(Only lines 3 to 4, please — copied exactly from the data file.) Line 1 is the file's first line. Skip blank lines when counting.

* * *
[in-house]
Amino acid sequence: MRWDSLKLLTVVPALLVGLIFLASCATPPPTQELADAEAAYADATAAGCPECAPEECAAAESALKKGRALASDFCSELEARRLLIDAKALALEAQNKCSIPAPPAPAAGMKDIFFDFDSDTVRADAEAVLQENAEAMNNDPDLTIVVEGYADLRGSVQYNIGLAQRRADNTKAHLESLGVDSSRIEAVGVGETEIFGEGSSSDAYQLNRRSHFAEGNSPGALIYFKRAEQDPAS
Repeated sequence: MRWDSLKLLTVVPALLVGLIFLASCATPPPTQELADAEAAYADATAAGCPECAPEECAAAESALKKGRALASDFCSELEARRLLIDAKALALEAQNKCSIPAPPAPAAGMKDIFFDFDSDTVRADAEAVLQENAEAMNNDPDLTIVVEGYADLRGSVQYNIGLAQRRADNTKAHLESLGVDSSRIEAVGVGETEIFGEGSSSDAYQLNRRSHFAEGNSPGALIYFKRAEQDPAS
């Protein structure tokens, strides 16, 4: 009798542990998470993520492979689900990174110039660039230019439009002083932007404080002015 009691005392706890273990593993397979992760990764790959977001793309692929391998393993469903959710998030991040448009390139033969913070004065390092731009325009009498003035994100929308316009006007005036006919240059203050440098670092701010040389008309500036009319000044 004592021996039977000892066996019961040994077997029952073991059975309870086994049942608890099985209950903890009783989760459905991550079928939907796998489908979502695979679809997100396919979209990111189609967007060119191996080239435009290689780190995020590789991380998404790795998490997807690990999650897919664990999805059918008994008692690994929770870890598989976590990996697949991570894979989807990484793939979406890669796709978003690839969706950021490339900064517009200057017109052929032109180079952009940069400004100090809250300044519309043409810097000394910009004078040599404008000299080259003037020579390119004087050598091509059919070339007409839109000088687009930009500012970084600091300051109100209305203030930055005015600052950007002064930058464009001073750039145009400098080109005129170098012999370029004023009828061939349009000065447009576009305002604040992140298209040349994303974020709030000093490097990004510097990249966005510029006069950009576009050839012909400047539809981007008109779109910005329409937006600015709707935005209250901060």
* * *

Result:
Repeated sequence: MRWDSLKLLTVVPALLVGLIFLASCATPPPTQELADAEAAYADATAAGCPECAPEECAAAESALKKGRALASDFCSELEARRLLIDAKALALEAQNKCSIPAPPAPAAGMKDIFFDFDSDTVRADAEAVLQENAEAMNNDPDLTIVVEGYADLRGSVQYNIGLAQRRADNTKAHLESLGVDSSRIEAVGVGETEIFGEGSSSDAYQLNRRSHFAEGNSPGALIYFKRAEQDPAS
């Protein structure tokens, strides 16, 4: 009798542990998470993520492979689900990174110039660039230019439009002083932007404080002015 009691005392706890273990593993397979992760990764790959977001793309692929391998393993469903959710998030991040448009390139033969913070004065390092731009325009009498003035994100929308316009006007005036006919240059203050440098670092701010040389008309500036009319000044 004592021996039977000892066996019961040994077997029952073991059975309870086994049942608890099985209950903890009783989760459905991550079928939907796998489908979502695979679809997100396919979209990111189609967007060119191996080239435009290689780190995020590789991380998404790795998490997807690990999650897919664990999805059918008994008692690994929770870890598989976590990996697949991570894979989807990484793939979406890669796709978003690839969706950021490339900064517009200057017109052929032109180079952009940069400004100090809250300044519309043409810097000394910009004078040599404008000299080259003037020579390119004087050598091509059919070339007409839109000088687009930009500012970084600091300051109100209305203030930055005015600052950007002064930058464009001073750039145009400098080109005129170098012999370029004023009828061939349009000065447009576009305002604040992140298209040349994303974020709030000093490097990004510097990249966005510029006069950009576009050839012909400047539809981007008109779109910005329409937006600015709707935005209250901060």